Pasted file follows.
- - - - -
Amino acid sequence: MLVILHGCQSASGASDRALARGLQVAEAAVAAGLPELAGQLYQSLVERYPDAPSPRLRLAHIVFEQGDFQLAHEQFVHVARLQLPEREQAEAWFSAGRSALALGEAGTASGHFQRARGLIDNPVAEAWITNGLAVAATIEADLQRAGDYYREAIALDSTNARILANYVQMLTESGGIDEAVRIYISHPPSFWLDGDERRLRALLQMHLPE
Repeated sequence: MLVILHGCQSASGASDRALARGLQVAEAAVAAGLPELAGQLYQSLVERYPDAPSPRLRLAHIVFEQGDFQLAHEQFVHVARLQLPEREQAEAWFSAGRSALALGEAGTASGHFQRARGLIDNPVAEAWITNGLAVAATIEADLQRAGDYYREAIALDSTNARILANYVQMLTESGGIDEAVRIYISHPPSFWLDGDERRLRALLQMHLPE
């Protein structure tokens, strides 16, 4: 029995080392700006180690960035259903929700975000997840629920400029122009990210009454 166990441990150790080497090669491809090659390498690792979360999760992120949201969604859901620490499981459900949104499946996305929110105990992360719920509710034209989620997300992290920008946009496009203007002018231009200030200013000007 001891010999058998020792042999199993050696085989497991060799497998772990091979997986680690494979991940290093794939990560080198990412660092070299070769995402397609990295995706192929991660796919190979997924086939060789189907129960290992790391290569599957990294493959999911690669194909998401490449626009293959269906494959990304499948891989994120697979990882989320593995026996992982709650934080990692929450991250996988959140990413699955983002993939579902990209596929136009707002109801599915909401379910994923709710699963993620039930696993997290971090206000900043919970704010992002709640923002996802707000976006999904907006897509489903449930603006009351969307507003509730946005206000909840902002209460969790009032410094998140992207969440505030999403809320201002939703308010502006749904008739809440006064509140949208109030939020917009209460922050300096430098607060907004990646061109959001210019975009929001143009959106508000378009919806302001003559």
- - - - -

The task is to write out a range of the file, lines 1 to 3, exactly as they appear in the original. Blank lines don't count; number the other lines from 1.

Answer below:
Amino acid sequence: MLVILHGCQSASGASDRALARGLQVAEAAVAAGLPELAGQLYQSLVERYPDAPSPRLRLAHIVFEQGDFQLAHEQFVHVARLQLPEREQAEAWFSAGRSALALGEAGTASGHFQRARGLIDNPVAEAWITNGLAVAATIEADLQRAGDYYREAIALDSTNARILANYVQMLTESGGIDEAVRIYISHPPSFWLDGDERRLRALLQMHLPE
Repeated sequence: MLVILHGCQSASGASDRALARGLQVAEAAVAAGLPELAGQLYQSLVERYPDAPSPRLRLAHIVFEQGDFQLAHEQFVHVARLQLPEREQAEAWFSAGRSALALGEAGTASGHFQRARGLIDNPVAEAWITNGLAVAATIEADLQRAGDYYREAIALDSTNARILANYVQMLTESGGIDEAVRIYISHPPSFWLDGDERRLRALLQMHLPE
């Protein structure tokens, strides 16, 4: 029995080392700006180690960035259903929700975000997840629920400029122009990210009454 166990441990150790080497090669491809090659390498690792979360999760992120949201969604859901620490499981459900949104499946996305929110105990992360719920509710034209989620997300992290920008946009496009203007002018231009200030200013000007 001891010999058998020792042999199993050696085989497991060799497998772990091979997986680690494979991940290093794939990560080198990412660092070299070769995402397609990295995706192929991660796919190979997924086939060789189907129960290992790391290569599957990294493959999911690669194909998401490449626009293959269906494959990304499948891989994120697979990882989320593995026996992982709650934080990692929450991250996988959140990413699955983002993939579902990209596929136009707002109801599915909401379910994923709710699963993620039930696993997290971090206000900043919970704010992002709640923002996802707000976006999904907006897509489903449930603006009351969307507003509730946005206000909840902002209460969790009032410094998140992207969440505030999403809320201002939703308010502006749904008739809440006064509140949208109030939020917009209460922050300096430098607060907004990646061109959001210019975009929001143009959106508000378009919806302001003559």